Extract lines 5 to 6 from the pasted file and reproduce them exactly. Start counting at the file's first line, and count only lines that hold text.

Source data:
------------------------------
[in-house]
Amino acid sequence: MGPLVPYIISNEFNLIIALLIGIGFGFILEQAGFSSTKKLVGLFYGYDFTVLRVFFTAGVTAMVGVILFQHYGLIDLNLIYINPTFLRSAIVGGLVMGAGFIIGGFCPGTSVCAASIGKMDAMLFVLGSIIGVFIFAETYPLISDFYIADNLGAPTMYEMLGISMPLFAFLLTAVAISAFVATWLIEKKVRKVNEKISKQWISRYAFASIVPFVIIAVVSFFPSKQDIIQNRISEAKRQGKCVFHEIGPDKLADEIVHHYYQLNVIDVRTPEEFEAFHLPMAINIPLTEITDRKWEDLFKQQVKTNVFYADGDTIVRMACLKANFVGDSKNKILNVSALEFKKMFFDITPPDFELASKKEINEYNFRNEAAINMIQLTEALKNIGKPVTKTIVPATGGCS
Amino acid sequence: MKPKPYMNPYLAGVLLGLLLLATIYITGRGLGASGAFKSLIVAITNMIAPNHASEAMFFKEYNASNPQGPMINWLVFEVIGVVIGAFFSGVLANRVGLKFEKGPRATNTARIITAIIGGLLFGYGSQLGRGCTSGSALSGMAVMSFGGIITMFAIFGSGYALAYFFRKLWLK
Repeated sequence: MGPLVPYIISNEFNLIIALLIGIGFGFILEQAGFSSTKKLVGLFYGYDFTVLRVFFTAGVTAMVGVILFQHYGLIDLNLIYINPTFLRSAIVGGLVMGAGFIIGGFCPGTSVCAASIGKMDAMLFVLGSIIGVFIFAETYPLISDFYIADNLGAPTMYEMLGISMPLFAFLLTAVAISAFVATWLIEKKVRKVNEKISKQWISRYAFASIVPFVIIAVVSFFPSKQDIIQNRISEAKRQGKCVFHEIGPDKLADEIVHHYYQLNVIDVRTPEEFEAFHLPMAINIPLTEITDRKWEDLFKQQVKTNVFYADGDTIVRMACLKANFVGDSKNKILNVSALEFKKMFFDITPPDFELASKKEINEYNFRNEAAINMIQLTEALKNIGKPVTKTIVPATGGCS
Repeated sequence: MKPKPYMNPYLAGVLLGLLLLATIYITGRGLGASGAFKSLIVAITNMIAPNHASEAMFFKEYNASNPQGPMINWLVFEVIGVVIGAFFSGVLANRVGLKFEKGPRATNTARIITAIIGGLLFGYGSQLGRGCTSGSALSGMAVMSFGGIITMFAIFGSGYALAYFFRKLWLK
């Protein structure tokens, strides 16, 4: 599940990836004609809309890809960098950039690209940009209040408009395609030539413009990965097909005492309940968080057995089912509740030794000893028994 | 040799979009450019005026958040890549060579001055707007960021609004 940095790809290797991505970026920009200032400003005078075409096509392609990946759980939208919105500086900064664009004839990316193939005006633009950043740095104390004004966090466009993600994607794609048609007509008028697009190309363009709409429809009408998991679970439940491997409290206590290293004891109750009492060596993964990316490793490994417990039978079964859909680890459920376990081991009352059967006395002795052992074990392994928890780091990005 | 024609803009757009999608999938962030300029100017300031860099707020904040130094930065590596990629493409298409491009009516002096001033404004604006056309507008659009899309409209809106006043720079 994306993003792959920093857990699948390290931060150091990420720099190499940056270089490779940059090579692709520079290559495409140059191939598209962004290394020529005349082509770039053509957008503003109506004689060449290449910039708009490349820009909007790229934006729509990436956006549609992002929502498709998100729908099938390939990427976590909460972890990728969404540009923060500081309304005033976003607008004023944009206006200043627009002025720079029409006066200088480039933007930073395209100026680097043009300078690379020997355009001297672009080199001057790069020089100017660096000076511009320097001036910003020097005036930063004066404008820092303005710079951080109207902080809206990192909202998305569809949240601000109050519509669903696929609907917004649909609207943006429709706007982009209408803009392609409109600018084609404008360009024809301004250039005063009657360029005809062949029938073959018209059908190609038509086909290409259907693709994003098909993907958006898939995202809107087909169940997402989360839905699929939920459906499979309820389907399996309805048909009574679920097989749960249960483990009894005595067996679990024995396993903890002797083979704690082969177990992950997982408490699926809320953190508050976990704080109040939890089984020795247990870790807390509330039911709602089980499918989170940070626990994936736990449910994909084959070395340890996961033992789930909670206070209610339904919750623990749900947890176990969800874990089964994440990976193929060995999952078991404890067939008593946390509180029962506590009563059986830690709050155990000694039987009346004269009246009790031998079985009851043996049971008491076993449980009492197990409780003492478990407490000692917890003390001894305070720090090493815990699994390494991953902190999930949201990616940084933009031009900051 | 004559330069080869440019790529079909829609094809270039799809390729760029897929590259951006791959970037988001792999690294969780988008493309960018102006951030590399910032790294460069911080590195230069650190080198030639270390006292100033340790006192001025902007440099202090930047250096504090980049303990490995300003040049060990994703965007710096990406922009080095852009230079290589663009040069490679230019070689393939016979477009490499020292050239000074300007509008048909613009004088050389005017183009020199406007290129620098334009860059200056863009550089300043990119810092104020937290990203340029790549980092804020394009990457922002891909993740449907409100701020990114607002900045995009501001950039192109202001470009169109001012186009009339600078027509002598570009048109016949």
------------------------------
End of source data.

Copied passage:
Repeated sequence: MKPKPYMNPYLAGVLLGLLLLATIYITGRGLGASGAFKSLIVAITNMIAPNHASEAMFFKEYNASNPQGPMINWLVFEVIGVVIGAFFSGVLANRVGLKFEKGPRATNTARIITAIIGGLLFGYGSQLGRGCTSGSALSGMAVMSFGGIITMFAIFGSGYALAYFFRKLWLK
């Protein structure tokens, strides 16, 4: 599940990836004609809309890809960098950039690209940009209040408009395609030539413009990965097909005492309940968080057995089912509740030794000893028994 | 040799979009450019005026958040890549060579001055707007960021609004 940095790809290797991505970026920009200032400003005078075409096509392609990946759980939208919105500086900064664009004839990316193939005006633009950043740095104390004004966090466009993600994607794609048609007509008028697009190309363009709409429809009408998991679970439940491997409290206590290293004891109750009492060596993964990316490793490994417990039978079964859909680890459920376990081991009352059967006395002795052992074990392994928890780091990005 | 024609803009757009999608999938962030300029100017300031860099707020904040130094930065590596990629493409298409491009009516002096001033404004604006056309507008659009899309409209809106006043720079 994306993003792959920093857990699948390290931060150091990420720099190499940056270089490779940059090579692709520079290559495409140059191939598209962004290394020529005349082509770039053509957008503003109506004689060449290449910039708009490349820009909007790229934006729509990436956006549609992002929502498709998100729908099938390939990427976590909460972890990728969404540009923060500081309304005033976003607008004023944009206006200043627009002025720079029409006066200088480039933007930073395209100026680097043009300078690379020997355009001297672009080199001057790069020089100017660096000076511009320097001036910003020097005036930063004066404008820092303005710079951080109207902080809206990192909202998305569809949240601000109050519509669903696929609907917004649909609207943006429709706007982009209408803009392609409109600018084609404008360009024809301004250039005063009657360029005809062949029938073959018209059908190609038509086909290409259907693709994003098909993907958006898939995202809107087909169940997402989360839905699929939920459906499979309820389907399996309805048909009574679920097989749960249960483990009894005595067996679990024995396993903890002797083979704690082969177990992950997982408490699926809320953190508050976990704080109040939890089984020795247990870790807390509330039911709602089980499918989170940070626990994936736990449910994909084959070395340890996961033992789930909670206070209610339904919750623990749900947890176990969800874990089964994440990976193929060995999952078991404890067939008593946390509180029962506590009563059986830690709050155990000694039987009346004269009246009790031998079985009851043996049971008491076993449980009492197990409780003492478990407490000692917890003390001894305070720090090493815990699994390494991953902190999930949201990616940084933009031009900051 | 004559330069080869440019790529079909829609094809270039799809390729760029897929590259951006791959970037988001792999690294969780988008493309960018102006951030590399910032790294460069911080590195230069650190080198030639270390006292100033340790006192001025902007440099202090930047250096504090980049303990490995300003040049060990994703965007710096990406922009080095852009230079290589663009040069490679230019070689393939016979477009490499020292050239000074300007509008048909613009004088050389005017183009020199406007290129620098334009860059200056863009550089300043990119810092104020937290990203340029790549980092804020394009990457922002891909993740449907409100701020990114607002900045995009501001950039192109202001470009169109001012186009009339600078027509002598570009048109016949």